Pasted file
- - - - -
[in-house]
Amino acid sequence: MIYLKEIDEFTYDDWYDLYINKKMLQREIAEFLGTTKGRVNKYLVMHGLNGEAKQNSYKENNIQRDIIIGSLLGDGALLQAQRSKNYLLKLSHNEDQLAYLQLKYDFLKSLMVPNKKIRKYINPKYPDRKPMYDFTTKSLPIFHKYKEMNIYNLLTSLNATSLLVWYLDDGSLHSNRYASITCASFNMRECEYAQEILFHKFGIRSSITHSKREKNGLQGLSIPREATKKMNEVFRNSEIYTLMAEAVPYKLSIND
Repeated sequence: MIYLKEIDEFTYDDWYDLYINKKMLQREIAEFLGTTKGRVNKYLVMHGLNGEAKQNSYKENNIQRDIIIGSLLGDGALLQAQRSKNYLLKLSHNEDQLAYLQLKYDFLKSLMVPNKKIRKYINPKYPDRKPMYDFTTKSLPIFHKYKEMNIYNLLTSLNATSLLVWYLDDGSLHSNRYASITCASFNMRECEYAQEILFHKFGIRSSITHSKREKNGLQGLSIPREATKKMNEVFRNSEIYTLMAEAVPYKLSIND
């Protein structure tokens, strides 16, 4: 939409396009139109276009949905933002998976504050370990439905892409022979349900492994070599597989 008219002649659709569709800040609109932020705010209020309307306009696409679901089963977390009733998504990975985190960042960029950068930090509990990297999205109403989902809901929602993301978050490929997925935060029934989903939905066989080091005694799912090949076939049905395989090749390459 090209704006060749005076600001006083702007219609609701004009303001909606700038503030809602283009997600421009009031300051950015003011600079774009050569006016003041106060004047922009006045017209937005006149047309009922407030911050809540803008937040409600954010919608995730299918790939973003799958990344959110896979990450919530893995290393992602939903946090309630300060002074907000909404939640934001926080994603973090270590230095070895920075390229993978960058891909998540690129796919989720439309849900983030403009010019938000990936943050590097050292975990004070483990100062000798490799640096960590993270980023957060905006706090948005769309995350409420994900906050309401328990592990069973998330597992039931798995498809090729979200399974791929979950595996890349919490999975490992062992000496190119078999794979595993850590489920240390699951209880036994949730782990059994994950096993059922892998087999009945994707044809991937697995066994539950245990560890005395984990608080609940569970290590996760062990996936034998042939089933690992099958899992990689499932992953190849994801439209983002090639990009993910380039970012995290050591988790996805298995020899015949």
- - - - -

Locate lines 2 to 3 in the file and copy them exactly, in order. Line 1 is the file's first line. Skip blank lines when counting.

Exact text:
Amino acid sequence: MIYLKEIDEFTYDDWYDLYINKKMLQREIAEFLGTTKGRVNKYLVMHGLNGEAKQNSYKENNIQRDIIIGSLLGDGALLQAQRSKNYLLKLSHNEDQLAYLQLKYDFLKSLMVPNKKIRKYINPKYPDRKPMYDFTTKSLPIFHKYKEMNIYNLLTSLNATSLLVWYLDDGSLHSNRYASITCASFNMRECEYAQEILFHKFGIRSSITHSKREKNGLQGLSIPREATKKMNEVFRNSEIYTLMAEAVPYKLSIND
Repeated sequence: MIYLKEIDEFTYDDWYDLYINKKMLQREIAEFLGTTKGRVNKYLVMHGLNGEAKQNSYKENNIQRDIIIGSLLGDGALLQAQRSKNYLLKLSHNEDQLAYLQLKYDFLKSLMVPNKKIRKYINPKYPDRKPMYDFTTKSLPIFHKYKEMNIYNLLTSLNATSLLVWYLDDGSLHSNRYASITCASFNMRECEYAQEILFHKFGIRSSITHSKREKNGLQGLSIPREATKKMNEVFRNSEIYTLMAEAVPYKLSIND